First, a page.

There are many species of otocinclus catfish, with some pretty recently discovered. Since they often fall prey to other fish, the otocinclus sports armored plating across its body.


We keep mentioning that they are small creatures, and now we will give you an idea of just how small they are. How big do otocinclus get? The adult otocinclus catfish grow to only about 2 inches long. They don’t really breathe well which makes them less suitable for swimming for vast distances.


The otocinclus catfish varies in patterns and markings when we look at the different species. We will give you a breakdown of each one and their common markings.

Common and Dwarf Otocinclus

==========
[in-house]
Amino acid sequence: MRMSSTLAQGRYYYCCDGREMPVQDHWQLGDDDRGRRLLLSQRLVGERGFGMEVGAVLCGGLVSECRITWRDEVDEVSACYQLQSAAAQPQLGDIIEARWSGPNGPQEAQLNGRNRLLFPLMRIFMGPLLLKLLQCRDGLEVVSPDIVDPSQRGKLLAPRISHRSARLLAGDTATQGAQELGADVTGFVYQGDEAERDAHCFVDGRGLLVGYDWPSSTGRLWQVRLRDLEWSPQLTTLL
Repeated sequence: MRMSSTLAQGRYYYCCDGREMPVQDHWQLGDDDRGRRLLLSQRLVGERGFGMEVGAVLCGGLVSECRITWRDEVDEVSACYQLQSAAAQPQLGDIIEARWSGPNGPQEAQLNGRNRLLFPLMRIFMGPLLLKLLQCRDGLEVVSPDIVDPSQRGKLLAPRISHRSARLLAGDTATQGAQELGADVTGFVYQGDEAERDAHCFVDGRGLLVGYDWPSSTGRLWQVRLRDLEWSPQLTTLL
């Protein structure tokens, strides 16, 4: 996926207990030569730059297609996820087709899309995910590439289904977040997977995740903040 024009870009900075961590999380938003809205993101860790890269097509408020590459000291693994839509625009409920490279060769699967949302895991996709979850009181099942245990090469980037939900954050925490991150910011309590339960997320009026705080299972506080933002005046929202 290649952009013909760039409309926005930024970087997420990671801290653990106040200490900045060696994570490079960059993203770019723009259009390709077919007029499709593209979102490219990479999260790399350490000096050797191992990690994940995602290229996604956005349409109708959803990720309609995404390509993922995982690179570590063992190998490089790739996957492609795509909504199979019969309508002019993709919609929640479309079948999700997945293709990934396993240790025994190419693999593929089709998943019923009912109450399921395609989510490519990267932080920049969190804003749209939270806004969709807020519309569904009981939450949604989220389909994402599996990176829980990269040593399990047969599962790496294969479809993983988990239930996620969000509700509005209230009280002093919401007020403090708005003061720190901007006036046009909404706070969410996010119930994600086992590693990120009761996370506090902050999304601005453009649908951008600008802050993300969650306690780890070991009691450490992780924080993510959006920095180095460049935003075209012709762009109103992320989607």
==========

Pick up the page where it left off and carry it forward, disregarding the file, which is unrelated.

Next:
These two resemble each other in terms of appearance. They possess a brown speckled body with a white underside. They both also have a dark stripe running down the length of their bodies with the dwarf otocinclus’s caudal fin being shaped a bit differently.

Golden Otocinclus

Due to their name, the golden otocinclus has more golden hues. If not looked at closely, they can easily be mistaken for a common otocinclus because of the same speckled markings.

Zebra Otocinclus

The zebra otocinclus also takes after its own name, and its namesake – the zebra. You can see black and white stripes along the length of its body and the shape and direction of the stripes can also resemble tiger stripes as well. This is what also earns them the name of Tiger Otos.